Wednesday, December 31, 2014

“The Illusion of Daily Occupancy”: Period Rooms and the Colonial Revival

Period rooms are so much a part of our modern museum landscape that it’s hard to imagine that they have only been found in the United States for a little over a hundred years. The first American period rooms were created by antiquarian George Francis Dow for the Essex Institute in Salem, Massachusetts, in 1907. It’s no coincidence that the three rooms—a kitchen of 1750 and parlor and bedroom of 1800—represented New England homes of the colonial era. The development of museum period rooms and the colonial revival were very closely related trends.

Period rooms first appeared in Europe. Artur Hazelius founded the Nordiska Museet (Nordic Museum) in Stockholm in 1873. Hazelius set up vignettes or tableaux similar to those found in wax museums, using mannequins to display the costumes and furnishings of the various geographical regions of Sweden. In 1891, Hazelius opened the first open-air, “living history” museum, called Skansen, which incorporated entire buildings occupied by families who demonstrated their traditional crafts and trades to visitors. Like American proponents of the Colonial Revival, Hazelius was worried that rural, pre-industrial skills and values were being lost and needed to be preserved in a special setting.

Organ grinder and women in traditional dress at Skansen, 1905
Photo from Wikimedia Commons

By the 1890s, museums in Zurich, Nuremberg, and Munich also had period rooms. Previously, these museums, like most, arranged their collections by type or material. But in the 1880s, museum curators began to feel that visitors would have a better understanding of art and history if they organized objects by period and style, thus giving a total picture of the culture of a specific moment. While there were many people in the United States who were very interested in the “Skansen Idea” and period rooms, it took some time for the idea to be implemented in this country. In part, this was because many museums still resisted the idea of presenting early American furnishings and household objects as “art.”

New England Kitchen of 1750, Essex Institute
Postcard from the collection of the New York Public Library

George Francis Dow presented his period rooms at the Essex Institute as historical exhibits, rather than artistic ones: his aim was to give visitors the impression they were peeking into scenes of everyday life in colonial New England. In an article written for the Bulletin of the Metropolitan Museum of Art, Dow explained how he created this sense of reality:

“These rooms [the kitchen, bedroom, and parlor] were then furnished with every detail, however small, so as to show interiors in an old-time house of that locality. An effort was made to heighten the illusion of actual human occupancy by casually placing on the table before the fireplace in the parlor a Salem newspaper printed in the year 1800 and on it a pair of silver-bowed spectacles, as though just removed by the reader. Elsewhere was placed a work basket with a half-knitted stocking on the top of other work, the knitting needles in place; and in other ways the illusion of daily occupancy was created.”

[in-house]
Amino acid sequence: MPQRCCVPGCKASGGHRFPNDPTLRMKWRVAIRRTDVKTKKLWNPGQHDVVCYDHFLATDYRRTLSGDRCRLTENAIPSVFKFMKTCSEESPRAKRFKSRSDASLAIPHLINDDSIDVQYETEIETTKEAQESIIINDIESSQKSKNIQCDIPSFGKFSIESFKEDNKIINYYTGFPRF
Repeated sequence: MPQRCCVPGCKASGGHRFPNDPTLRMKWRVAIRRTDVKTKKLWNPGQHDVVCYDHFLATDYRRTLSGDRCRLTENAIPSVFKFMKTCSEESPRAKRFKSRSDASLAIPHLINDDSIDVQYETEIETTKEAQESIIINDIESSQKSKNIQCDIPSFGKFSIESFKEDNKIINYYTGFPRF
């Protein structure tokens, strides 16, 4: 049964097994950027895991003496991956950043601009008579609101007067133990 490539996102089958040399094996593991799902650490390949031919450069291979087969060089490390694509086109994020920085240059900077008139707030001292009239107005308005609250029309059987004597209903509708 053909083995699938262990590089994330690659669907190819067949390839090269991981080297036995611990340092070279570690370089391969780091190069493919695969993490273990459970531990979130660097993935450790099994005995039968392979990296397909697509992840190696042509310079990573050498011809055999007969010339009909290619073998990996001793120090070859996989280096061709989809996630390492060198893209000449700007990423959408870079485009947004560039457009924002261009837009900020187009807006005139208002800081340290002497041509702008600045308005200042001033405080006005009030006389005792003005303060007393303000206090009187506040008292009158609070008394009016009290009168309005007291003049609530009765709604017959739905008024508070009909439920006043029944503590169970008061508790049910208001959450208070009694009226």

Parlor of 1800, Essex Institute
Postcard from the collection of the New York Public Library

The period rooms were just the beginning for Dow; in 1910 the Institute acquired its first historic structure, the 17th-century John Ward house, and moved it to a lot behind the museum. Dow restored the building to what he believed was its original appearance, and, inspired by Skansen, had guides in colonial costume providing interpretation for visitors. Over the years, the museum purchased many more buildings, including a shoemaker’s shop and an elegant Federal mansion, which served as examples of the varied architectural styles found in New England before the Civil War.

Bedroom of 1800, Essex Institute
Postcard from the collection of the New York Public Library

Because Dow’s aim was to create an illusion of historical reality, he was happy to use reproductions in his period rooms and houses. Nor was he trying to recreate actual places; rather, his rooms were imaginative composites of “typical” rooms. This would not be the case in the period rooms established in museums such as the Metropolitan Museum of Art in New York, the Philadelphia Museum of Art, and the Brooklyn Museum in the 1920s and 1930s. Here, the goal was to bring together the finest pieces of decorative art and place them in worthy settings, generally by removing woodwork and other architectural elements from existing buildings and reinstalling them in the museums’ period rooms.

The opening the American Wing of the Metropolitan in 1924, the first permanent exhibition at an art museum of American furniture and decorative arts, marked an important turning point in the Colonial Revival. We’ll cover this key development in a future blog post.

The Essex Institute merged with the Peabody Museum of Salem in 1992 to become the Peabody Essex Museum. You can still visit their historic properties, including the John Ward House.

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